Today marks six months since my first day fully sober from any type of mind-altering substance. It’s been six months and three days since I was released from my second hospitalization in the course of five months. On the night of April 15th I began drinking as I always did with a glass of lemonade and a glass of vodka. I would take a small sip of lemonade, a few large gulps of vodka, and chase with another sip of lemonade, over and over, until my words slurred and my skin tingled. Only once I could speak without stumbling over my sentences would I consider myself close properly inebriated, but that didn’t keep me from continuing to drink. Marijuana held the main role in my using. I was always capable of smoking while drinking when I was using in college but during this past relapse I always ended up a little bit “weird.”
While under the influence I always found a way to take even the slightest perception of a tense tone from my fiancée personally and proceeded to strike back on the defensive. Looking back there was never a reason to be defensive, though, because the altercation existed entirely in my head. When we fought due to my antagonizing I would use at her, believing that would solve a problem. That was the only way I knew how to solve feelings of discomfort, anger, joy, fear, being upset. Drink. Smoke. Attempt to slow my brain with substances that failed to stop my thoughts long ago. No matter how much I ingested, the internal dialogue never to paused. What used to solve my problems now duplicated them and I wasn’t sure how to handle them.
On April 15th I interpreted a normal disagreement as an argument and progressed it into a fight. Already crossfaded, I abandoned the glass of vodka, switched straight to the bottle in the freezer, and swigged deeply. Already crossfaded, the alcohol went straight to my head and I passed into that state of viciousness. I continued to shout and she wanted it to stop, but once I started I was never able to step down from my heightened emotional state. She went next door to the neighbor’s house to get away from me, our neighbor’s husband came to our house to assure I was okay, and I was in the kitchen throwing the silverware drawer across the floor. Exactly the way my father used to. I saw a serrated knife slide across the floor and before I realized what was happening I clutched the handle in my hand and dug the blade down my arm. I knew it was down, not across, if you were trying to do it right.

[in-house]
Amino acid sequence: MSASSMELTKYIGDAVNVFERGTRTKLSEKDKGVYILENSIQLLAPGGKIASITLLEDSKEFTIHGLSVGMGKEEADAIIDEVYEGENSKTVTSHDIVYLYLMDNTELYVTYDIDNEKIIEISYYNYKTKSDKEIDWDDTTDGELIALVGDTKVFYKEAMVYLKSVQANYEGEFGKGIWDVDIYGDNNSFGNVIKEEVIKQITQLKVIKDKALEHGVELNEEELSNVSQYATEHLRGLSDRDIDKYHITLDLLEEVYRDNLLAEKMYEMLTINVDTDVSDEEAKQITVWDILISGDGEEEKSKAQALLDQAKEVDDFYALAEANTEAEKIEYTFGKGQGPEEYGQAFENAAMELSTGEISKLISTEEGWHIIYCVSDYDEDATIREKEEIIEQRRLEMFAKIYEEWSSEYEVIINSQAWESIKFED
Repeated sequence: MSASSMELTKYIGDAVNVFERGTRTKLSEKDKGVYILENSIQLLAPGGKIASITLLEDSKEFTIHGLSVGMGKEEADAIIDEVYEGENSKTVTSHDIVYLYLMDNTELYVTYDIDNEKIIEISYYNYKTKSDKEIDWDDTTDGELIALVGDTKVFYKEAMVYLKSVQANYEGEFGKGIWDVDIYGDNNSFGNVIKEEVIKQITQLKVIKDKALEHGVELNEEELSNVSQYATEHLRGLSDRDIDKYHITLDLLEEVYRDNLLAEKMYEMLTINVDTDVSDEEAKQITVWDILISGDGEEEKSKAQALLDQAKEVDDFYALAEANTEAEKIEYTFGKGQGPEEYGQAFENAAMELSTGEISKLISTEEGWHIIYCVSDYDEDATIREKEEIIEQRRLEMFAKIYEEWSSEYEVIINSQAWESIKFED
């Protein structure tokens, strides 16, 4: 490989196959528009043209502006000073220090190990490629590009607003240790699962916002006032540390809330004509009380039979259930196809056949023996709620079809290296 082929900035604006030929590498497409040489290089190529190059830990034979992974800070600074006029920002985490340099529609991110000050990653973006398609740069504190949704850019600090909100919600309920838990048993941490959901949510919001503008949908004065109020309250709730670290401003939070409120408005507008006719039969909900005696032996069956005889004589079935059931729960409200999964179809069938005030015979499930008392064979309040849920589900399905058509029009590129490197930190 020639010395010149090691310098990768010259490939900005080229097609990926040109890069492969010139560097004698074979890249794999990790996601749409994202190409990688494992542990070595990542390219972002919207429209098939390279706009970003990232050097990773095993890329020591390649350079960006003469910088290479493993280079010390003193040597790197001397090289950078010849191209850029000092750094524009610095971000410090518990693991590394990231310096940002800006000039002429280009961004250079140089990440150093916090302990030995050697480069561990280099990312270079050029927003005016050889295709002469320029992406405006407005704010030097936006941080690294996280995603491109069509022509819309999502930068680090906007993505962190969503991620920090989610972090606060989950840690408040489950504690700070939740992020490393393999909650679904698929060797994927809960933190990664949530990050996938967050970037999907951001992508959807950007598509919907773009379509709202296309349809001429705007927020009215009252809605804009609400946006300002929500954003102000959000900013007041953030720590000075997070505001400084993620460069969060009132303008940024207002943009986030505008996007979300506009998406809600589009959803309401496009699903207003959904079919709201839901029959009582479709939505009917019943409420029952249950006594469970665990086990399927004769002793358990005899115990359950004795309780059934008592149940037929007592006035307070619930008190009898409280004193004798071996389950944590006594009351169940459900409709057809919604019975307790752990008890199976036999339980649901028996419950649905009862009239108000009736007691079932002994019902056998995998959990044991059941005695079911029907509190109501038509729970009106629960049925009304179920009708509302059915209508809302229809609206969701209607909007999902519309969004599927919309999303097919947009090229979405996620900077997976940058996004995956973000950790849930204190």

A tourniquet was applied and the ambulance arrived quicker than four months earlier. I was accepted at the hospital and tested at a .26 blood alcohol content. Half the .46 of my near death in December but with double the physical damage from this attempt. Seventeen staples secured the gash and I spent the night holding myself in the hospital and insisting it was an accident; I couldn’t go to the psych ward again. By some sick grace I wasn’t placed on another 72-hour hold but when I went home in the morning, arm bundled tightly in shining white gauze, I immediately got high.
I needed to relax, after all.
Three days later, on April 19th, I made the decision to get sober. Again. I tried for those three days to maintain with marijuana but realized I was lying to myself. While I never made attempts or fought with Kate stoned, when I was honest with myself I saw my life was quickly slipping away in a series of dazed days and restless nights. My quality of life poor and the way I thought of myself abysmal, I knew I could continue on if I wanted to survive. Survival is no way to exist, though. I wanted to live. I gave away all paraphernalia cleared out the house, and set out to get sober. I wasn’t sure what the future held, whether I’d relapse again like I had last time, but I wanted to live.
Six months later I’m miles away from where I was and simultaneously only an arm’s length away from sliding right back. I can’t believe the six months passed so quickly. I do wish I started this blog as soon as I got sober or stuck with it from its origination in June, but my brain was muddled and I wasn’t ready to put to digital paper what I scrawled endlessly in notebooks. However, I’m learning that things work out exactly the way they’re supposed to and I wasn’t intended to start a blog then. I’m ready now, though, and hope that my story can help someone who is struggling the way I struggled. While our stories may not be identical, I imagine we can find commonality in the barren insides and cyclical thoughts.
Recovery from addiction and alcoholism is not easy but was the best decision I could have made. I gained the courage to finally come out after years of silence and stuffing. I didn’t believe I ever could and if I didn’t get sober I don’t think I ever would. I’m living constantly in learning mode. I’m making minor adjustments on a daily basis that make lasting impressions on my life. A friend told me a few months ago to appreciate every step of this journey that I’ve found myself on and this project helps me to do that. I’m setting goals and achieving pieces of them as the weeks pass. My next plan is to start rising an hour before getting ready so I can begin meditating and writing Morning Pages. I want to begin setting a positive start to my day rather than pressing snooze countless amounts of times until I’m leaping out of bed to get ready hurriedly. Starting my day in a rush leads to more scattered thoughts and I believe this is the next step in my journey.
While I’m nowhere near where I’d like to be, I’m farther away from where I don’t want to be. I’m endlessly grateful for that. I’m reading more, writing more, learning more. I’m meeting amazing people both online and offline who are helping me along this path and whom I hope I help as well. I’ve got a long way to go but I’m appreciating the small moments of joy in each day and I believe I’ll begin documenting those as well.